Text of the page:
There’s another market influencer out there too, namely the impact of IMO 2020, the International Maritime Organization (IMO) mandate that most ocean-going ships powered by fuel oil (the most common bunker fuel) use products containing less than 0.5% sulfur by weight, a significant reduction from the previous specification of 3.5% sulfur by weight. Our understanding is IMO 2020 has resulted in about 700 Mb/d of global middle distillate supplies going to bunker, putting a further squeeze on supply. We should note that these additional barrels in the bunker pool aren’t always captured in official statistics (EIA, BP Stats review, etc.) because the final fuel is still sold as bunker, even though it contains more distillate than old-school ship fuel.

Where does all this leave us? Obviously, low distillate inventories and high prices are not a good place for PADD 1 consumers to be, particularly with colder weather on the horizon. Still, the higher prices themselves should help to ensure that sufficient volumes of diesel/heating oil will find their way to storage, service stations and heating-oil distributors in the Northeast this winter. Also — and this isn’t really positive news either — the economic slowdown that so many are now anticipating would likely reduce distillate demand, taking a little more pressure off the tight-supply situation.

There’s one more thing we’d like to mention before we wrap up. There’s been off-and-on talk about the possibility of implementing a temporary ban on U.S. exports of refined products, including diesel, as well as a waiver of the Jones Act to allow foreign-flagged tankers to ship gasoline, diesel and heating oil from the Gulf Coast up to PADD 1. In our view, an export ban would be counterproductive and well, dumb. For one thing, PADD 3 is highly dependent on the export market to balance, with over 35% of the total middle distillate production from their refineries going to foreign destinations. The gap in PADD 1 supply is nowhere near enough to soak up that quantity of PADD 3 exports. So PADD 3 would end up massively long diesel and crack spreads for those refiners would plummet, leading many to cut rates and/or temporarily shut down if the ban carried on long enough.

Also, an export ban would completely undermine Europe’s effort to decrease its dependence on Russia — it may even force Europe to reverse its planned import ban on Russian distillates. And then there’s the Latin American angle — parts of the region are highly dependent on refined products from the U.S. For example, Mexico imports about two-thirds of its requirements from the U.S. and Central America depends on the U.S. for about 90% of its needs. And international diesel crack spreads? With an export ban, they would likely soar into the triple digits, with $200-plus/bbl a real possibility. Isn’t the world messed up enough already?

“Why” was written by Annie Lennox and appears as the first song on Annie Lennox’s debut solo album, Diva. Released as the first single from the LP in March 1992, it went to #6 on the Billboard Adult Contemporary chart and #34 on the Billboard Hot 100 Singles chart. Lennox sings “these are the dreams I'll dream instead” in the soulful ballad about love lost and redemption. British director Sophie Muller directed the video for “Why,” which won an MTV Video Music Award in 1992. Personnel on the record were: Annie Lennox (vocals, keyboards); Stephen Lipson, Peter-John Vettese and Marius de Vries (keyboards, programming),; Ed Shearmur (piano); Doug Wimbish (bass); Kenji Suzuki and Stephen Lipson (guitars); Keith LeBlanc (drums); Steve Jansen (drum programming); Paul Moore (trumpet); and Gavyn Wright (violin).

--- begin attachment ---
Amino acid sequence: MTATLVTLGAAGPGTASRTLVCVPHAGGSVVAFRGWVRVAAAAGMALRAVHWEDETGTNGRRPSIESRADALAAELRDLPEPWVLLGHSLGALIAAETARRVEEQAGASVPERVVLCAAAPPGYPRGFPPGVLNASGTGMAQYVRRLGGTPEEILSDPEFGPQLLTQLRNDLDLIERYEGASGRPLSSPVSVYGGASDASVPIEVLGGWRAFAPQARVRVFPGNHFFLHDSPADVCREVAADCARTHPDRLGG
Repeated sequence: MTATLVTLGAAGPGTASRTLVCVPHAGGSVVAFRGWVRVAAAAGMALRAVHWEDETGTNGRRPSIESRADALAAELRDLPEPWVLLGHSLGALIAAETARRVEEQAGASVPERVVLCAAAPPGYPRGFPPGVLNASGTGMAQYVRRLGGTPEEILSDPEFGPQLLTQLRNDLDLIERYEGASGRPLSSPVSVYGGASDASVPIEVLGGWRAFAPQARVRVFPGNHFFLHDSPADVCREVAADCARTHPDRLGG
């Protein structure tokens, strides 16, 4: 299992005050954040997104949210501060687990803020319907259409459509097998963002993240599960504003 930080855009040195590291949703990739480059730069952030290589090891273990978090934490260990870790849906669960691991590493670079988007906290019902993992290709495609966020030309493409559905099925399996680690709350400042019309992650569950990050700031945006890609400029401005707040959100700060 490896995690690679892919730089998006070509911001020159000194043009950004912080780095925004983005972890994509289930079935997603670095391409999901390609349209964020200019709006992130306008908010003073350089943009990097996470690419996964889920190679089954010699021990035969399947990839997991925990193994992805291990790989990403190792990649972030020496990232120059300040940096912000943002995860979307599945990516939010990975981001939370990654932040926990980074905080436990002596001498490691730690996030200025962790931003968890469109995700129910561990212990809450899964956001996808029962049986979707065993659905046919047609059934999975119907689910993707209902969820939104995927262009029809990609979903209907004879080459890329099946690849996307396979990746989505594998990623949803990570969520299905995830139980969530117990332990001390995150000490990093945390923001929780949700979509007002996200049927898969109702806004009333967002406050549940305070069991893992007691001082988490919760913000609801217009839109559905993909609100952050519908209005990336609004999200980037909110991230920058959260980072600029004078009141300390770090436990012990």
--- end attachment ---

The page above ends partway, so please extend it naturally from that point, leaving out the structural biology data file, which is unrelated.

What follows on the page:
Diva was recorded in 1991-92 at Mayfair and The Church studios in London with Stephen Lipson producing. Released in April 1992, the album went to #23 on the Billboard 200 Albums chart and has been certified 2x Platinum by the Recording Industry Association of America. It won the Brit Award for Album of the Year in 1993. Five singles were released from the LP. 

Annie Lennox is a Scottish singer, songwriter and philanthropist. After attending the Royal Academy of Music in London, she joined Dragon’s Playground as a flautist in 1976. From 1977 to 1980 she was the lead singer of The Tourists, a band that included Dave Stewart. With Stewart, Lennox formed the synth-pop duo Eurythmics in 1981, which resulted in Lennox’s biggest success. She started her solo career in 1992. She and Stewart would revive Eurythmics for an album, Peace, and tour in 1999. After that tour, Lennox returned to her solo career. With The Tourists, she released three studio albums, two compilation albums and six singles. With Eurythmics, she released eight studio albums, one live album, one soundtrack album, two compilation albums, one EP and 33 singles. As a solo artist, Lennox has released six studio albums, one compilation album and 23 singles. She has won one ASCAP Award, one Academy Award, one Billboard Music Award, eight Brit Awards, one Golden Globe Award, four Grammy Awards, one MTV Video Music Award, and four Ivor Novello Awards. Lennox has been awarded an OBE and a Billboard Century Award and is a member of the Rock and Roll Hall of Fame and Songwriters Hall of Fame. She continues to record and do philanthropic work.